Top 10 things you can do to help a loved one or friend who is in prison
#8 Be inspired to go visit someone close to you who is isolated or alone.
Being alone is near the top of the list of humankinds’ greatest fears. Many people are more afraid of being alone than they are of dying. I’m talking about real loneliness that results from difficult circumstances as opposed to the occasional evening without any social activity. Loneliness in prison is a condition all of its own. Being lonely within a crowd of strangers can be confusing and difficult to interpret; yet the environment and circumstances of incarceration are only one example of this difficult time, which can seemingly be far reaching. While immersed as I approach 6 months of confinement, the experience has inspired me to want to help eliminate loneliness everywhere.
In prison, inmates find camaraderie within small groups of people, and this helps to support each others’ survival needs including safety, security and social interaction. Loneliness ebbs and flows as an ever present enemy. When people who have brought comfort are released back to their homes, others with new needs arrive regularly. Beyond the small group of people who become an ever changing and protected inner circle, the exchange of daily courtesies among a far larger group captures additional interactions where highly variable personalities share tight living space, bathroom facilities and agitating dining experiences. But the majority of the inmates make up the greater community, and a mostly non-interactive presence allows each person the space to progress through these challenging circumstances without isolation and with a general bias toward respect. Everyone serves the community in this way, and everyone benefits, beating back each others’ individual feelings of loneliness that can emerge daily.
To correlate this experience with any other is difficult, but I offer that the culture of prison seems similar to what could be expected living in a nursing home. Although I have never lived in one, some thoughtful comparison suggests that the gap between this experience — living with strangers in an institutional setting, eating community food, surrounded by controlling employees, group-think and rampant gossip — is not significantly different compared to the nursing home experience. Loneliness can stand on its own or it can be buried within a crowd of confusion, and either is equally depressing regardless of the venue. It is a silent hazard that requires thoughtful perception in order to detect it as individuals mask its appearance.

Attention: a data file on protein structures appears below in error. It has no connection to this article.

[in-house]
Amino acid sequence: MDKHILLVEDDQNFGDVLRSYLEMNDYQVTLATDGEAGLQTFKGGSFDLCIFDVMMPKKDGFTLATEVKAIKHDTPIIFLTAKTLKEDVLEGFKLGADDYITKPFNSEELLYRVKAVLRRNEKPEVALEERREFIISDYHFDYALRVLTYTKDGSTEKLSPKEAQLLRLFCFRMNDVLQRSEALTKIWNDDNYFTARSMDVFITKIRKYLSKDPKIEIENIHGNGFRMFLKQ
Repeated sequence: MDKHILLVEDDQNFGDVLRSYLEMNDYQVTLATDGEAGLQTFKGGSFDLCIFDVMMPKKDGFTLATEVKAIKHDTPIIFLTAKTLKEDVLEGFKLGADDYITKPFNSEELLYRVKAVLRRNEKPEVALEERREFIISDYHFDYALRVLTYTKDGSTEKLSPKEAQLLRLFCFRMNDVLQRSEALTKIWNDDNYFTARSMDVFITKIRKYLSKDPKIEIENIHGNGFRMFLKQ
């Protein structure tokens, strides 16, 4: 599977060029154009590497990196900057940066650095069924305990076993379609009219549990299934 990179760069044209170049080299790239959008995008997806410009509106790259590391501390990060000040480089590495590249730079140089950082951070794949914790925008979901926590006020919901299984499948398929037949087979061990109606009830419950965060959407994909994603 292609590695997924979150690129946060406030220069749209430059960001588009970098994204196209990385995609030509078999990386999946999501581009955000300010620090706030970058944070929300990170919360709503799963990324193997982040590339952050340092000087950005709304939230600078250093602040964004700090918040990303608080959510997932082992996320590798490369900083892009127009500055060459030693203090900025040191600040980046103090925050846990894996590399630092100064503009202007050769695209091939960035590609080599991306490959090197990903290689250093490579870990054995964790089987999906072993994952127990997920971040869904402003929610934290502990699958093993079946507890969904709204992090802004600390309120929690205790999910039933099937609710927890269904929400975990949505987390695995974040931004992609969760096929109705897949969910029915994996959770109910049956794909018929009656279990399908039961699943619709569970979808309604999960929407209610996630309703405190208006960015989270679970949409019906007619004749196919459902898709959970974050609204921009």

Before I came to prison, I was not sensitive to the magnitude of loneliness, nor did I take much action helping those people in my life who were experiencing it either because they were confined to some facility, shut-in within their own home because of age or illness, going through a hardship like divorce or simply depressed and in need of friendship, love or assistance. But every age group is affected. Now that I know what its like, I better understand my role in helping to address it because its debilitating qualities ultimately do not escape anyone.
“Experience is the cruelest teacher. It gives the test, and then it gives the lesson.” (author unknown)
My desire is that by reading this you will be inspired to further consider people in your own life, particularly those who may be going through a situation where they could be overwhelmed with feelings of loneliness. Put some thought into their circumstances, and go visit them! Then drop a note to your friend or loved one in prison to let him or her know that the circumstances of their incarceration have caused you to think about others in new ways, and in so doing, their confinement has helped another person who probably feels just like them. By letting them know that even though you can’t visit them right now for whatever reason, their confinement has caused you to think about others who may be experiencing similar challenges. Your lifting of burdens can be felt across any distance, and it will make your incarcerated friend feel good knowing that he or she inspired your helpful actions.